Around 6000 years separate the Prehistoric Pile Dwellings on Lake Constance and the Berlin Modernism Housing Estates – yet they are closely linked in a network of 42 UNESCO world heritage sites which extends throughout Germany and includes

Cologne Cathedral, the Zollverein Coal Mine Industrial Complex in Essen and Wittenberg, where Martin Luther launched the Reformation. The German world heritage sites are truly representative of cultural diversity. They are all unique in their own way, and all so significant that UNESCO considers them part of our human heritage, like the Pyramids of Giza and the Great Wall of China. However, not only notable constructions can testify eloquently to the past: natural monuments such as the Messel Pit Fossil Site, the Wadden Sea and Ancient Beech Forests also provide deep insight into the history of the Earth or highlight striking natural phenomena.

Other landscapes owe their characteristic structure to human design and intervention. Examples here are the Upper Middle Rhine Valley with its castles and terraced vineyards, Muskauer Park (Park Mużakowski) on the Polish border and the rococo Garden Kingdom of Leopold III, Frederick Franz, Duke of Anhalt-Dessau. Garden landscaping and architecture harmonise equally well in the Sanssouci ensemble, the castles of Augustusburg and Falkenlust at Brühl and the Bergpark (hillside park) of Kassel-

Wilhelmshöhe. The Caves and Ice Age Art in the Swabian Jura are perfect examples of the influence nature had on early mankind.

Sometimes, only an hour by car separates the modern world and the Stone Age. A visit to many of the world heritage sites, which frequently lie close together, transforms easily into a walk through the millennia:

The Prehistoric Pile Dwellings around the Alps document a form of settlement which originated in the Stone Age. The Romans left traces in the shape of amphitheatres and baths not just in Trier: their Limes, or frontier, extends approximately 550 kilometres from the Rhine to Bavaria. At around 80 points along the route, today’s visitors are presented with engrossing accounts of life at the outer reaches of the Roman Empire. The ambition of Charlemagne, who wanted to create a new Rome, is reflected in Aachen Cathedral with its almost 1000-year history. The Carolingian dynasty saw the construction of the “King’s Hall” in Lorsch, the location of one the most important monasteries in Europe, aswell as the Carolingian Westwork and Civitas Corvey of former Corvey monastery. An abundance of religious buildings demonstrates that faith not only moves mountains, but in the Middle Ages also created monuments. The Monastic Island of Reichenau and the Maulbronn Monastery Complex are examples of this, as are the Cathedrals in Speyer, Hildesheim and Cologne.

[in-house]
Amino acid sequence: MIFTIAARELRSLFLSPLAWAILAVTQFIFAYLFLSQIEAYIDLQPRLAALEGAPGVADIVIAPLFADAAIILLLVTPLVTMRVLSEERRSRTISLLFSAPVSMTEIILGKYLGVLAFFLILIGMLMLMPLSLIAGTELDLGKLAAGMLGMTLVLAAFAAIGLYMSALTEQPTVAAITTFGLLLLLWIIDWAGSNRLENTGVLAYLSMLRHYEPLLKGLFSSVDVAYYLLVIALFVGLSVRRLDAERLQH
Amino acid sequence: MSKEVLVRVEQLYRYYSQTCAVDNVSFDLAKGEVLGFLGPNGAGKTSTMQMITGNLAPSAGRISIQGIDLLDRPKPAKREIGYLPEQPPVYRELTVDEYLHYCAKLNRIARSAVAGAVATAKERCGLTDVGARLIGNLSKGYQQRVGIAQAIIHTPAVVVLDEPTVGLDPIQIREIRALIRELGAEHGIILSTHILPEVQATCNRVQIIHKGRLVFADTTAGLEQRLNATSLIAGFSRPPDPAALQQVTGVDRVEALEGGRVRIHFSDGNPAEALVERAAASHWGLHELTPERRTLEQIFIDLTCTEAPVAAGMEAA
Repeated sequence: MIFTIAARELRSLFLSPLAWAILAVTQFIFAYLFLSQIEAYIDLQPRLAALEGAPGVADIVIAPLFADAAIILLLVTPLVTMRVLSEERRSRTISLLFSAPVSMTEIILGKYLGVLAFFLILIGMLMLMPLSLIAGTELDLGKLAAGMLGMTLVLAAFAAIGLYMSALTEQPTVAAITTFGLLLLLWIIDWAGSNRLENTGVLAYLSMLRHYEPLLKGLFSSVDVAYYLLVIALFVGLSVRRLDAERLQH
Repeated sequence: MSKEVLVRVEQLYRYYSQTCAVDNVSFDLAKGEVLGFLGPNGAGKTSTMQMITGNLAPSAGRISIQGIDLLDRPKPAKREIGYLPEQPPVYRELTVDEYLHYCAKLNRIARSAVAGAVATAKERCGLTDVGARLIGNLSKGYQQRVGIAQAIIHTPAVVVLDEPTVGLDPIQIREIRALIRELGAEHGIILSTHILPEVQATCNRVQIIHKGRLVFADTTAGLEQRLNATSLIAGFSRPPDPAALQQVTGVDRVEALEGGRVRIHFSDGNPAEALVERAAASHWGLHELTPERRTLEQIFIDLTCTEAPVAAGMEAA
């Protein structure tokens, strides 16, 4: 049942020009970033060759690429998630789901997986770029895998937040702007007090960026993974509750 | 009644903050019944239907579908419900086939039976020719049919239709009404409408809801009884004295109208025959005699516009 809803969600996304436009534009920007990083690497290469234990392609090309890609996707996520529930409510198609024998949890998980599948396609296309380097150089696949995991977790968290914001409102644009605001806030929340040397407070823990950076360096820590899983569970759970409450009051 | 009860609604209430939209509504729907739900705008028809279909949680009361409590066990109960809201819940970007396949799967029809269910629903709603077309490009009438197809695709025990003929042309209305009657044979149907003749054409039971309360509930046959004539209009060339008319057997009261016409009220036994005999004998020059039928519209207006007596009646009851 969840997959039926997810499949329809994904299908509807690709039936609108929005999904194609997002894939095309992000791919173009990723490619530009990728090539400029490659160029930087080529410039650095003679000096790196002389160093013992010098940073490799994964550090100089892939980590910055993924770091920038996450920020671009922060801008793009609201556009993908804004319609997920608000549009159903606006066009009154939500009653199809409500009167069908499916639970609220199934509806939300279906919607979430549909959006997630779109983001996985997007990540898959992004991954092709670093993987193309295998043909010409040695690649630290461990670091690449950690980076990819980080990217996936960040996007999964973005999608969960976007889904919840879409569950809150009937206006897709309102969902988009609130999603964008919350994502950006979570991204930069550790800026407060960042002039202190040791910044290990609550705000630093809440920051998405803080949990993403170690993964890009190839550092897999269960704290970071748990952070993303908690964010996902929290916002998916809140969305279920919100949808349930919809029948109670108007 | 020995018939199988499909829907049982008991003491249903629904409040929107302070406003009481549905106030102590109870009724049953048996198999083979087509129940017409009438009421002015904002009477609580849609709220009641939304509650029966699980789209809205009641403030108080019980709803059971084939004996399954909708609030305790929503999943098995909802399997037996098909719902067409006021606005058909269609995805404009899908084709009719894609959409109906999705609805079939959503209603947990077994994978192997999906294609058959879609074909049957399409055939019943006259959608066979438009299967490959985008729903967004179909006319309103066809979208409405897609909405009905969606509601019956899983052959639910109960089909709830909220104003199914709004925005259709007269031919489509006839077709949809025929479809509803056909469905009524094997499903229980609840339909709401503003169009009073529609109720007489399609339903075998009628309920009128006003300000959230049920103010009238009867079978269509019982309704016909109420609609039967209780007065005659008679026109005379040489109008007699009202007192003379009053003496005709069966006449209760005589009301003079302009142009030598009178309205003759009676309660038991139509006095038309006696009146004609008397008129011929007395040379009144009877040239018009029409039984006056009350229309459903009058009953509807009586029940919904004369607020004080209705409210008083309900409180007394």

Bamberg, Regensburg, and Quedlinburg achieved great significance as political centres in the Middle Ages. The historic city centre in each of these towns still presents as a complete ensemble. The same applies to Bremen, Lübeck, Wismar and Stralsund, which became wealthy through trade and where the historical town halls and magnificent façades testify to the pride of their citizens and the heyday of the Hanseatic League. Also Hamburg´s wealth derives from trading activities. Testimony to this is the Speicherstadt and Kontorhaus District that survived the years without damage or alteration.

The spirit of the reformer Martin Luther lives on in Wittenberg, Eisleben and in Wartburg Castle. From the house in which he was born to the Castle Church where he nailed up his theses it is possible to trace a life which was to change the world.

Secular wealth in the Baroque era sets the scene in residences and magnificent gardens. The Prussian Palaces of Potsdam and the Prince-Bishops’ Residence in Würzburg illustrate how much manifestations of this style can vary. The Pilgrimage Church of Wies in Pfaffenwinkel displays an abundance of religious art from the same period.